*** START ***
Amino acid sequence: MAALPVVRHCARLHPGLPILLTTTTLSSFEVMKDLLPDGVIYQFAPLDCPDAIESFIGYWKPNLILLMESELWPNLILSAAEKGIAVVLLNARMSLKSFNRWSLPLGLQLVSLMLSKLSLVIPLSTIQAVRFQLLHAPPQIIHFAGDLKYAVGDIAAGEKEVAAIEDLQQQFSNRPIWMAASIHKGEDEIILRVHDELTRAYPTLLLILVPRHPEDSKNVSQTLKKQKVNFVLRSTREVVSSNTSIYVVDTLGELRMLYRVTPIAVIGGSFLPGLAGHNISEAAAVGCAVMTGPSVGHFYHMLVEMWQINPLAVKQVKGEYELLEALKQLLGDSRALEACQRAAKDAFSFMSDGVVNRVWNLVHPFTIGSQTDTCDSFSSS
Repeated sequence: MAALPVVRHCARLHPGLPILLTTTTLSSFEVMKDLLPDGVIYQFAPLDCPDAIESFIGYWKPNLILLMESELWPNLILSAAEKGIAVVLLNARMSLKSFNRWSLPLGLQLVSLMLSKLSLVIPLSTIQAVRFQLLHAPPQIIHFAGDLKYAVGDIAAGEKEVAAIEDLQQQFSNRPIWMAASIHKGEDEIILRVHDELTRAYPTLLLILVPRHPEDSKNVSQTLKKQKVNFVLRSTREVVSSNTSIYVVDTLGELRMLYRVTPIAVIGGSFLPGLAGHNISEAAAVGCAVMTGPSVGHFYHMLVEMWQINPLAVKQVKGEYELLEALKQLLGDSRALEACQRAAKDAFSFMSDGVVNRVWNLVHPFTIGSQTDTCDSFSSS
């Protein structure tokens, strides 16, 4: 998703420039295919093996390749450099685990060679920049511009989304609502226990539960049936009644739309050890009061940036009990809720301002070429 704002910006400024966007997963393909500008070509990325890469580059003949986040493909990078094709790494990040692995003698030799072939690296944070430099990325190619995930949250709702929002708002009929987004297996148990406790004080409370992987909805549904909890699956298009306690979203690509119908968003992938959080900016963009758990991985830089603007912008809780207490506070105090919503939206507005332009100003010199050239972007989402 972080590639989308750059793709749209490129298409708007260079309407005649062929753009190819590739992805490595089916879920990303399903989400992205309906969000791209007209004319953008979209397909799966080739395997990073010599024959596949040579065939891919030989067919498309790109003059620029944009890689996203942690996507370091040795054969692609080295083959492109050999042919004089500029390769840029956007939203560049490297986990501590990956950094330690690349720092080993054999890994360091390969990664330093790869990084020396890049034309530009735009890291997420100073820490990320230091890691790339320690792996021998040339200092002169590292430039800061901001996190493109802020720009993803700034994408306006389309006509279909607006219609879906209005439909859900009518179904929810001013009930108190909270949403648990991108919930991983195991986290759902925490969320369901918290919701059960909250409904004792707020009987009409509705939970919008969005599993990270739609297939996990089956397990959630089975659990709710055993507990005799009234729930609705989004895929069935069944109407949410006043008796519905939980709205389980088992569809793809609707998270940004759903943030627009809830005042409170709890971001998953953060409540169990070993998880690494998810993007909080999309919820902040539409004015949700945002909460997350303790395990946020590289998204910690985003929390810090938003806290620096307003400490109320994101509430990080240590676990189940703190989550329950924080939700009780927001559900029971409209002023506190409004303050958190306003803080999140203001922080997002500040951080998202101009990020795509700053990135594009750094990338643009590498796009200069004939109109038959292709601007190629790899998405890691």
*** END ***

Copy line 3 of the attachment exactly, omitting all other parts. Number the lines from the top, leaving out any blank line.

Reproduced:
């Protein structure tokens, strides 16, 4: 998703420039295919093996390749450099685990060679920049511009989304609502226990539960049936009644739309050890009061940036009990809720301002070429 704002910006400024966007997963393909500008070509990325890469580059003949986040493909990078094709790494990040692995003698030799072939690296944070430099990325190619995930949250709702929002708002009929987004297996148990406790004080409370992987909805549904909890699956298009306690979203690509119908968003992938959080900016963009758990991985830089603007912008809780207490506070105090919503939206507005332009100003010199050239972007989402 972080590639989308750059793709749209490129298409708007260079309407005649062929753009190819590739992805490595089916879920990303399903989400992205309906969000791209007209004319953008979209397909799966080739395997990073010599024959596949040579065939891919030989067919498309790109003059620029944009890689996203942690996507370091040795054969692609080295083959492109050999042919004089500029390769840029956007939203560049490297986990501590990956950094330690690349720092080993054999890994360091390969990664330093790869990084020396890049034309530009735009890291997420100073820490990320230091890691790339320690792996021998040339200092002169590292430039800061901001996190493109802020720009993803700034994408306006389309006509279909607006219609879906209005439909859900009518179904929810001013009930108190909270949403648990991108919930991983195991986290759902925490969320369901918290919701059960909250409904004792707020009987009409509705939970919008969005599993990270739609297939996990089956397990959630089975659990709710055993507990005799009234729930609705989004895929069935069944109407949410006043008796519905939980709205389980088992569809793809609707998270940004759903943030627009809830005042409170709890971001998953953060409540169990070993998880690494998810993007909080999309919820902040539409004015949700945002909460997350303790395990946020590289998204910690985003929390810090938003806290620096307003400490109320994101509430990080240590676990189940703190989550329950924080939700009780927001559900029971409209002023506190409004303050958190306003803080999140203001922080997002500040951080998202101009990020795509700053990135594009750094990338643009590498796009200069004939109109038959292709601007190629790899998405890691």